Summary notes on IASB meeting on management commentary

From Kris Peach, Australian Accounting Board Chair and CEO:

“2nd meeting of IFRS Management Commentary panel broadly supportive of performance, position and progress proposals.

Key issues discussed included verifiability of information, location of management commentary as part of the financial report, how to reconcile neutrality with ‘through the eyes of management’, importance of understanding purpose and components of alternative earnings measures (similar to performance reporting project proposals), conciseness and linkage.

Some concern about asking for management compensation disclosures only when related to performance measures, given all management compensation impacts performance, and suggested disclosures only tiny piece of performance aspect of the compensation.

Support for asking for forecast disclosures where forecast has been made externally. Some wanted more aspirational recommendation to have forecasts. Discussed need guidance on whats in financial statements & whats in mgt commentary (eg some climate change info should be in financials and some in commentary).

Noted need for more explicit consideration of intangibles in management commentary, particularly if not recognised on balance sheet. Also noted importance of discussing what risks eventuated in current year that were noted in prior years. “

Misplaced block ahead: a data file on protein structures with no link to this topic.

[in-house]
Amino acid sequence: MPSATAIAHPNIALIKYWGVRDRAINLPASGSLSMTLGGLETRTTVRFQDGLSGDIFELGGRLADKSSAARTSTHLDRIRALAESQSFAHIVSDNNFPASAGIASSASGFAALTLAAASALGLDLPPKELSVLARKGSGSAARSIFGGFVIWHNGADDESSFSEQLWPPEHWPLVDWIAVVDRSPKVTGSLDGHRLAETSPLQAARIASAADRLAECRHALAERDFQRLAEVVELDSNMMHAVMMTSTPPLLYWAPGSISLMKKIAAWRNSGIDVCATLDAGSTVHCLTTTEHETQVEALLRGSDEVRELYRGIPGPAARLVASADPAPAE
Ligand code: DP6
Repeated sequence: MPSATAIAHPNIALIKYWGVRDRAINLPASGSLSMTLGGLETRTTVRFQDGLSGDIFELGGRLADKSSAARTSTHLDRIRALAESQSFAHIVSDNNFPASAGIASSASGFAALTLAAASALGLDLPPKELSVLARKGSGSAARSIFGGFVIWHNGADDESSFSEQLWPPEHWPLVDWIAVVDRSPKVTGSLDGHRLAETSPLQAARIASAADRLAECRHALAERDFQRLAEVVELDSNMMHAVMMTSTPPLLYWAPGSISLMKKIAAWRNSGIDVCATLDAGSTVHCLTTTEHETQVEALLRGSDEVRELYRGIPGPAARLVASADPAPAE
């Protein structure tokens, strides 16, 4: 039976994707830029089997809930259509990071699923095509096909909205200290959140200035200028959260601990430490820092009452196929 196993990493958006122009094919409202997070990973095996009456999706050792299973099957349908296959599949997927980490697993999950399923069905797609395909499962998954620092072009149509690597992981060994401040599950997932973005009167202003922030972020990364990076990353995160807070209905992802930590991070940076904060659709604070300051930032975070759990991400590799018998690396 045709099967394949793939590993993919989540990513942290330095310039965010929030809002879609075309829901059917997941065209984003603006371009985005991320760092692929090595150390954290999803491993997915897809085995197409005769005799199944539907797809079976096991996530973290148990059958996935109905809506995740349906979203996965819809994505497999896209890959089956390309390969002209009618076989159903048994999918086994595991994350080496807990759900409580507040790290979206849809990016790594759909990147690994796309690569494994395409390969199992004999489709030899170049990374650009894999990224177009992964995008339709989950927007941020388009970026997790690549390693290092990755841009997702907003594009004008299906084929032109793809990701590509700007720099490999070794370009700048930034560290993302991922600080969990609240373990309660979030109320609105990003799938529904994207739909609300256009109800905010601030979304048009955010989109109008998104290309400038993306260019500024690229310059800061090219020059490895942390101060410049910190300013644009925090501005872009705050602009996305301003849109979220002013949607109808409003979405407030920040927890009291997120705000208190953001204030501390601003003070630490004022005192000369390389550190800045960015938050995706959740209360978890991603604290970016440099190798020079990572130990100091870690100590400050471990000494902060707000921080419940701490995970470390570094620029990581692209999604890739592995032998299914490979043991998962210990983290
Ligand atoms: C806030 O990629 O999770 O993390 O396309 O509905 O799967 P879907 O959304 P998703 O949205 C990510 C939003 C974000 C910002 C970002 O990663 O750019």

Follows on from first panel, which had discussion on purpose amongst other things which is going to back pack in panel 3. Details on the consulting process on IFRS management commentary here.

The Power of Shareholder Votes: Evidence from Uncontested Director Elections

Abstract: This   paper asks whether dissent   votes in uncontested director   elections have consequences for directors.We  show that,contrary to popular belief based on  prior studies, shareholder votes have power and result in negative consequences for directors. Directors facing dissent  are more likely to depart boards, especially if they are not lead directors or chairs of important committees. Directors  facing dissent who do not leave are moved to less prominent positions on boards. Finally, we find evidence that directors facing  dissent face reduced opportunities in the market for directors.We also find that the effects of dissent votes go beyond those of proxy advisor recommendations.

Comment: This suggests that any amount of dissenting vote is an important signal, not necessarily the win/lose results. To me, this shows that shareholders (especially if you are voting on behalf of others) need to carefully consider how they should vote on directors even if that vote looks certain to pass.

Link to paper here:


Aggarwal, Reena and Dahiya, Sandeep and Prabhala, Nagpurnanand, The Power of Shareholder Votes: Evidence from Uncontested Director Elections (March 22, 2016). Robert H. Smith School Research Paper No. RHS 2609532; Georgetown McDonough School of Business Research Paper No. 2609532. Available at SSRN: https://ssrn.com/abstract=2609532 or http://dx.doi.org/10.2139/ssrn.2609532